Media Attention

Although Terry has been a thorough professional throughout his career, he hasn’t gone under the attention of the media. In 2010 his alleged affair with Wayne Bridge’s partner was in all the newspapers and resultantly his form dropped for Chelsea.

Terry also retired from international football after the racism scandal from 2012 involving Anton Ferdinand. Terry had been caught saying something to Ferdinand before it was written off by both players after the game. Subsequently, a lip reader translated what Terry said and he went to court and was investigated for racist behaviour.

Even with his encounters with the media and also competitive rivalry with opposing fans during the course of his career, Terry will not be remembered for this. His trophy cabinet speaks for itself and, after playing for 24 years, it is hard to not have conflicting run-ins along the way. World class players draw attention to themselves and as a result, they prove people wrong on the pitch.

How to Replace John Terry

Over the coming decades, many managers will try to replace him. Steve Bruce was unable to fill the void left by his departure at Villa this season and he has since been sacked – a void filled by Brentford’s Dean Smith with Terry himself as Smith’s assistant. Chelsea no longer have any of their ‘old guard’ at the club and haven’t been able to find someone capable of his leadership, ability, mentality or longevity.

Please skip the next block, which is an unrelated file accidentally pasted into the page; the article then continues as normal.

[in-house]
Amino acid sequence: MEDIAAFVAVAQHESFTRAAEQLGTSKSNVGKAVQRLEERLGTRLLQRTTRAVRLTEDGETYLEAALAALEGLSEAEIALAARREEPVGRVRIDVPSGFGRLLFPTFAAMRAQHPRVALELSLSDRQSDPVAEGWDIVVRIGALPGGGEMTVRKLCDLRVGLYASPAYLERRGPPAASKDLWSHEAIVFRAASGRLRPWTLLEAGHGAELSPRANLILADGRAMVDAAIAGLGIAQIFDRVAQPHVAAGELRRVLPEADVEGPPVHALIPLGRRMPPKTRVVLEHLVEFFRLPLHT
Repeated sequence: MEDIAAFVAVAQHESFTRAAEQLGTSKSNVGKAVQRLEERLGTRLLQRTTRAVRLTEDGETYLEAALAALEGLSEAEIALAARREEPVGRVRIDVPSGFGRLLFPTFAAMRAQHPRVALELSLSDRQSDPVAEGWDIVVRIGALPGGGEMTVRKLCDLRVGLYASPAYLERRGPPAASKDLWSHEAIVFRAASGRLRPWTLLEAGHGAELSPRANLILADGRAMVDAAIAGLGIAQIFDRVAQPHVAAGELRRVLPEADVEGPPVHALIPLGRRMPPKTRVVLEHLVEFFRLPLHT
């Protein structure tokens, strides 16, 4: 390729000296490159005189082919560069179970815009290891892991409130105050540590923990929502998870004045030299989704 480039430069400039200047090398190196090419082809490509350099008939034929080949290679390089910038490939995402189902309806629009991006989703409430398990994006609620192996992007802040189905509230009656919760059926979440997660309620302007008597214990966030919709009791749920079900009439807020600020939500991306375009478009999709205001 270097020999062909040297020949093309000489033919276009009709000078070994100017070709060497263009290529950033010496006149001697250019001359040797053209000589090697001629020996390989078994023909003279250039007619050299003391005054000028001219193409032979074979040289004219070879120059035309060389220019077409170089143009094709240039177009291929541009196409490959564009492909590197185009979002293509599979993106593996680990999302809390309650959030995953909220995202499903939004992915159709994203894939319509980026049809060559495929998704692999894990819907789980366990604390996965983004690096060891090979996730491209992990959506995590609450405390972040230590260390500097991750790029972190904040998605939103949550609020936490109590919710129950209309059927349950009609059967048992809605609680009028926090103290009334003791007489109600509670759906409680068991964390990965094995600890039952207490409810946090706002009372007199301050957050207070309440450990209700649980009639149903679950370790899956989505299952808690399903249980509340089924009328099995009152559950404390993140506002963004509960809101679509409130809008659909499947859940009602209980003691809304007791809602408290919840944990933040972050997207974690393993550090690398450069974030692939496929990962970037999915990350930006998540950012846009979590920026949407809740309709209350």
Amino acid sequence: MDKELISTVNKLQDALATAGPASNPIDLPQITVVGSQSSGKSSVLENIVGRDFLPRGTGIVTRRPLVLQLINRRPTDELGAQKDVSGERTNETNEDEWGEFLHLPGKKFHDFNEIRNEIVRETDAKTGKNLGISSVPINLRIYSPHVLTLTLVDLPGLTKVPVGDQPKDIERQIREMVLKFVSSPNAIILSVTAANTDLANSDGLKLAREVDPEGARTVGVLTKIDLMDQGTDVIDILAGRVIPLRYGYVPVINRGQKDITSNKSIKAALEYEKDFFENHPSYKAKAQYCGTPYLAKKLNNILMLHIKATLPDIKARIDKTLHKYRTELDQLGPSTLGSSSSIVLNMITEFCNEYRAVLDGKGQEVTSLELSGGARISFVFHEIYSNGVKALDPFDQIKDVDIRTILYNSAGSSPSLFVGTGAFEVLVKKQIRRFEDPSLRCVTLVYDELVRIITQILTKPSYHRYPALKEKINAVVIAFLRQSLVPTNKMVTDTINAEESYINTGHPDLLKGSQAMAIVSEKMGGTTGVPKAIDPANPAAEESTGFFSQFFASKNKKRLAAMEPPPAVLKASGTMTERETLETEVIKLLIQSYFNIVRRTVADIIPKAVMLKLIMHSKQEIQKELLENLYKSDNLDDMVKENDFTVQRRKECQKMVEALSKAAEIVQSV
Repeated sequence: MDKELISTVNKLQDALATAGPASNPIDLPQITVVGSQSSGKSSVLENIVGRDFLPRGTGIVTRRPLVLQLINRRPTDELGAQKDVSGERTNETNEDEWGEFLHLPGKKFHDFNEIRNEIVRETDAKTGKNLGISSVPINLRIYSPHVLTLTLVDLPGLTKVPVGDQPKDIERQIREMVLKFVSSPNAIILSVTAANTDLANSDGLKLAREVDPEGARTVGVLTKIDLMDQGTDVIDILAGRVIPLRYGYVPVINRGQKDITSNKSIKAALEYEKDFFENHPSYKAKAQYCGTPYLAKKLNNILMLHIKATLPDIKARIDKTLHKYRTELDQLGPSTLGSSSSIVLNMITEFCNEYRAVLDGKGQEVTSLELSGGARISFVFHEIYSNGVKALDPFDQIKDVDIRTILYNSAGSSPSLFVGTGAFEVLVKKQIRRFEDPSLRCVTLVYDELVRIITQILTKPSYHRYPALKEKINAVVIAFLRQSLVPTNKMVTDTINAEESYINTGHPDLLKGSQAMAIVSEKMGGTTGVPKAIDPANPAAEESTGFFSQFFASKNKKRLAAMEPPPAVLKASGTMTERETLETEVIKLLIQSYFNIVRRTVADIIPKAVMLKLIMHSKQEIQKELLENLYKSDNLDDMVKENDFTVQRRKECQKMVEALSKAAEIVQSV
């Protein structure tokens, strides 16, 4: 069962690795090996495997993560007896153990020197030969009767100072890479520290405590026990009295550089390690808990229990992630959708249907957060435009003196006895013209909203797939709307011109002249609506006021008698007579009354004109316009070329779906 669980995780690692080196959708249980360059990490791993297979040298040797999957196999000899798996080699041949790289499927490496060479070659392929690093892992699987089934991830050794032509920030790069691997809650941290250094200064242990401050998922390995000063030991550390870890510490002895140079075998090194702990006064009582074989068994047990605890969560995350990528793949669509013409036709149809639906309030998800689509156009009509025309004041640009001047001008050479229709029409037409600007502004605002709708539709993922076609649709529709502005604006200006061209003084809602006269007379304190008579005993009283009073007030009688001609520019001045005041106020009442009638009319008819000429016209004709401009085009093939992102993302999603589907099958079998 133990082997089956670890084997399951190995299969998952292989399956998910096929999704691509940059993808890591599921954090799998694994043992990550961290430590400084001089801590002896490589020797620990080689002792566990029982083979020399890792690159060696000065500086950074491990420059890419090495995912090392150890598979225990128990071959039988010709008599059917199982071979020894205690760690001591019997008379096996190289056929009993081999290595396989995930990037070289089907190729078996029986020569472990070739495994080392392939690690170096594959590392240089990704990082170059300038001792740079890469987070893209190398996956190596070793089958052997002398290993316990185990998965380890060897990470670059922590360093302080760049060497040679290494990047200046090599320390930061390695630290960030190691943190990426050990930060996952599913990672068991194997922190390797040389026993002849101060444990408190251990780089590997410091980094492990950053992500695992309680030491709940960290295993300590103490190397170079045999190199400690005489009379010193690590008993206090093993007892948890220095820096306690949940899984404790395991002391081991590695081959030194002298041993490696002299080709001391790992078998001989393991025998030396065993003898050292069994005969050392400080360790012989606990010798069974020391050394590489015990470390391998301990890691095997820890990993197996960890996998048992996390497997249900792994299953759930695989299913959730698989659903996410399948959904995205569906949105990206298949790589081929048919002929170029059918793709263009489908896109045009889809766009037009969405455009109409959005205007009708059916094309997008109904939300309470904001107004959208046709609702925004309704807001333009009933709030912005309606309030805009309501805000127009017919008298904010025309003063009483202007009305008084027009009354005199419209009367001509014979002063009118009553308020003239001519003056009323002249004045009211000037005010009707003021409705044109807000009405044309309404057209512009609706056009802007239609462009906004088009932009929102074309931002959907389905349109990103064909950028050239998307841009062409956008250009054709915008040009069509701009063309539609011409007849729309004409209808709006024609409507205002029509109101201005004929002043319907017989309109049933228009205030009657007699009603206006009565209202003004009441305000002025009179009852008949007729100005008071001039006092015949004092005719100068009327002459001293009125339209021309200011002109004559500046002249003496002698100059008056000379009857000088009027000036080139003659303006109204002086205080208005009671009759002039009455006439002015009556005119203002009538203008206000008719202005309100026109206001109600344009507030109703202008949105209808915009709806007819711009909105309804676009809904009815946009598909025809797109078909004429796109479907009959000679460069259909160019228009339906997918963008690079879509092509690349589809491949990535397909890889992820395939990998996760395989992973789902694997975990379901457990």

The relationships formed between long-serving players are always so important and in Terry’s career, he has had a few constant characters around him. Frank Lampard and Petr Cech along with Didier Drogba have followed Terry during his career, decreasing the workload on someone so immensely busy. It is through these bonds as well that clubs are formed, foundations are made and eras are created. Losing these players over the space of three or four years can be detrimental.

As for the youth of Chelsea, they continue to, year-in-year-out, produce fantastic prospects that have the potential to go to the top of the game. But these players are lost. It is perhaps no coincidence that Terry’s name is being brought up again regarding the Cobham set up now his career is over. After all, his experience and expertise could unlock one or a few of these players to go to the next level.

If you combine what Terry has achieved and also his knowledge of the club, including what Gianfranco Zola knows about Terry from his years in London, there is a man that Maurizio Sarri could be brought to trust. If this happens and he is to have a role at Chelsea, the chances of another John Terry will be increased.

JT

John Terry is Chelsea Football Club and Chelsea Football Club is everything to John Terry, he knows the club inside out. John Terry bleeds blue blood.

Thank you, John Terry.

Captain. Leader. Legend.